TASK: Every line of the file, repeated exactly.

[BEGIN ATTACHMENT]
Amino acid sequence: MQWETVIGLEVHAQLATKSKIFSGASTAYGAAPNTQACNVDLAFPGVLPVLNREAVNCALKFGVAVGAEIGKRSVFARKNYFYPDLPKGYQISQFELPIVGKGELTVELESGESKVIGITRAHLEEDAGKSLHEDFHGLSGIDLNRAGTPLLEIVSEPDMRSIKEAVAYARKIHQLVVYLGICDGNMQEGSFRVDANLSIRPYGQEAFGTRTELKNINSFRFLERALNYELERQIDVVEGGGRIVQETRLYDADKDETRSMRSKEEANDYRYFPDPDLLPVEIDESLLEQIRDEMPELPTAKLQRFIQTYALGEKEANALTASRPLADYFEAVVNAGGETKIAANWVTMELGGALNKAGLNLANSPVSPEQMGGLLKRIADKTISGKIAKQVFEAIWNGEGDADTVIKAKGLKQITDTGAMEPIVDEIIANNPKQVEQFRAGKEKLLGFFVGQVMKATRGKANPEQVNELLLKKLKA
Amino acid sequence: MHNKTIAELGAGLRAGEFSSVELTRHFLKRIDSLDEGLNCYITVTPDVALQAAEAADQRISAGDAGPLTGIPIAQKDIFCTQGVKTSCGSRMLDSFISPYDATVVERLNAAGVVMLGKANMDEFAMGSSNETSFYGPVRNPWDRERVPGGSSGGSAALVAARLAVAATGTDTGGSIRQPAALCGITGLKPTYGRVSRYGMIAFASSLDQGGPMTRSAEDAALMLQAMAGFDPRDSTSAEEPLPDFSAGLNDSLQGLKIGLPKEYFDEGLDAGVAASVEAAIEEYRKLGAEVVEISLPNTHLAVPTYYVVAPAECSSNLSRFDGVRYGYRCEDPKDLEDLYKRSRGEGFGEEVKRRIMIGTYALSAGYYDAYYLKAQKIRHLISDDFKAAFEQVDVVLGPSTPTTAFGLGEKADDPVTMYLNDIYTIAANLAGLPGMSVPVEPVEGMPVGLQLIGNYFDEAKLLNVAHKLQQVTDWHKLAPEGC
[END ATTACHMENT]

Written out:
Amino acid sequence: MQWETVIGLEVHAQLATKSKIFSGASTAYGAAPNTQACNVDLAFPGVLPVLNREAVNCALKFGVAVGAEIGKRSVFARKNYFYPDLPKGYQISQFELPIVGKGELTVELESGESKVIGITRAHLEEDAGKSLHEDFHGLSGIDLNRAGTPLLEIVSEPDMRSIKEAVAYARKIHQLVVYLGICDGNMQEGSFRVDANLSIRPYGQEAFGTRTELKNINSFRFLERALNYELERQIDVVEGGGRIVQETRLYDADKDETRSMRSKEEANDYRYFPDPDLLPVEIDESLLEQIRDEMPELPTAKLQRFIQTYALGEKEANALTASRPLADYFEAVVNAGGETKIAANWVTMELGGALNKAGLNLANSPVSPEQMGGLLKRIADKTISGKIAKQVFEAIWNGEGDADTVIKAKGLKQITDTGAMEPIVDEIIANNPKQVEQFRAGKEKLLGFFVGQVMKATRGKANPEQVNELLLKKLKA
Amino acid sequence: MHNKTIAELGAGLRAGEFSSVELTRHFLKRIDSLDEGLNCYITVTPDVALQAAEAADQRISAGDAGPLTGIPIAQKDIFCTQGVKTSCGSRMLDSFISPYDATVVERLNAAGVVMLGKANMDEFAMGSSNETSFYGPVRNPWDRERVPGGSSGGSAALVAARLAVAATGTDTGGSIRQPAALCGITGLKPTYGRVSRYGMIAFASSLDQGGPMTRSAEDAALMLQAMAGFDPRDSTSAEEPLPDFSAGLNDSLQGLKIGLPKEYFDEGLDAGVAASVEAAIEEYRKLGAEVVEISLPNTHLAVPTYYVVAPAECSSNLSRFDGVRYGYRCEDPKDLEDLYKRSRGEGFGEEVKRRIMIGTYALSAGYYDAYYLKAQKIRHLISDDFKAAFEQVDVVLGPSTPTTAFGLGEKADDPVTMYLNDIYTIAANLAGLPGMSVPVEPVEGMPVGLQLIGNYFDEAKLLNVAHKLQQVTDWHKLAPEGC